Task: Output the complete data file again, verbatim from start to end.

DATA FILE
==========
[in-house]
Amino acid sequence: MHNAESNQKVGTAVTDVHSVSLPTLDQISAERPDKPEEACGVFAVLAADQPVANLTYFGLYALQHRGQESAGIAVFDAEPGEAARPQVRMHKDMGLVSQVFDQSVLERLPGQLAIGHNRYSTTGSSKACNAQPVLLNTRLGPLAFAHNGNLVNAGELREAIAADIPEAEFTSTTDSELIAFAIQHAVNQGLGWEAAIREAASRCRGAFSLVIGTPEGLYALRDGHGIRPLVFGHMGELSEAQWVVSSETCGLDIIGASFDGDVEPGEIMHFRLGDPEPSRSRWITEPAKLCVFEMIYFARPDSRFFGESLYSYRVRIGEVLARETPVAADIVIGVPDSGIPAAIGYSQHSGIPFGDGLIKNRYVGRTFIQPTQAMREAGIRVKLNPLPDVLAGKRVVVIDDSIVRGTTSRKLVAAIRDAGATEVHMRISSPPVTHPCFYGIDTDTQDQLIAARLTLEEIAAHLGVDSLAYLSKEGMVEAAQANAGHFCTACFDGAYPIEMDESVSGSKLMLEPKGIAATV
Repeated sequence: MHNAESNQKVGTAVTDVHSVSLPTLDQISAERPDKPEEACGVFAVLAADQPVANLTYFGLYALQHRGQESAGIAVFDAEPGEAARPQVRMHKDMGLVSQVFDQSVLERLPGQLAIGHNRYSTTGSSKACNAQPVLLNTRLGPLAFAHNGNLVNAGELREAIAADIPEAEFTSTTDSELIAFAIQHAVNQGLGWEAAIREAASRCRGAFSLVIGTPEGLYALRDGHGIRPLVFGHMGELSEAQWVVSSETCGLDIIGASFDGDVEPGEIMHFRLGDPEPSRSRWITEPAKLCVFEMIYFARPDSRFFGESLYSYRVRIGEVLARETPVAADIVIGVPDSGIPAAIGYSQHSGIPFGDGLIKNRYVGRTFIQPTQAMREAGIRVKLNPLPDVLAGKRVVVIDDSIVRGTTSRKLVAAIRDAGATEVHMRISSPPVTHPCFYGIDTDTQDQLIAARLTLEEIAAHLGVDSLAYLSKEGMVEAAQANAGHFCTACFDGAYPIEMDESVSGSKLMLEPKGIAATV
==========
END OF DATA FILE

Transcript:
[in-house]
Amino acid sequence: MHNAESNQKVGTAVTDVHSVSLPTLDQISAERPDKPEEACGVFAVLAADQPVANLTYFGLYALQHRGQESAGIAVFDAEPGEAARPQVRMHKDMGLVSQVFDQSVLERLPGQLAIGHNRYSTTGSSKACNAQPVLLNTRLGPLAFAHNGNLVNAGELREAIAADIPEAEFTSTTDSELIAFAIQHAVNQGLGWEAAIREAASRCRGAFSLVIGTPEGLYALRDGHGIRPLVFGHMGELSEAQWVVSSETCGLDIIGASFDGDVEPGEIMHFRLGDPEPSRSRWITEPAKLCVFEMIYFARPDSRFFGESLYSYRVRIGEVLARETPVAADIVIGVPDSGIPAAIGYSQHSGIPFGDGLIKNRYVGRTFIQPTQAMREAGIRVKLNPLPDVLAGKRVVVIDDSIVRGTTSRKLVAAIRDAGATEVHMRISSPPVTHPCFYGIDTDTQDQLIAARLTLEEIAAHLGVDSLAYLSKEGMVEAAQANAGHFCTACFDGAYPIEMDESVSGSKLMLEPKGIAATV
Repeated sequence: MHNAESNQKVGTAVTDVHSVSLPTLDQISAERPDKPEEACGVFAVLAADQPVANLTYFGLYALQHRGQESAGIAVFDAEPGEAARPQVRMHKDMGLVSQVFDQSVLERLPGQLAIGHNRYSTTGSSKACNAQPVLLNTRLGPLAFAHNGNLVNAGELREAIAADIPEAEFTSTTDSELIAFAIQHAVNQGLGWEAAIREAASRCRGAFSLVIGTPEGLYALRDGHGIRPLVFGHMGELSEAQWVVSSETCGLDIIGASFDGDVEPGEIMHFRLGDPEPSRSRWITEPAKLCVFEMIYFARPDSRFFGESLYSYRVRIGEVLARETPVAADIVIGVPDSGIPAAIGYSQHSGIPFGDGLIKNRYVGRTFIQPTQAMREAGIRVKLNPLPDVLAGKRVVVIDDSIVRGTTSRKLVAAIRDAGATEVHMRISSPPVTHPCFYGIDTDTQDQLIAARLTLEEIAAHLGVDSLAYLSKEGMVEAAQANAGHFCTACFDGAYPIEMDESVSGSKLMLEPKGIAATV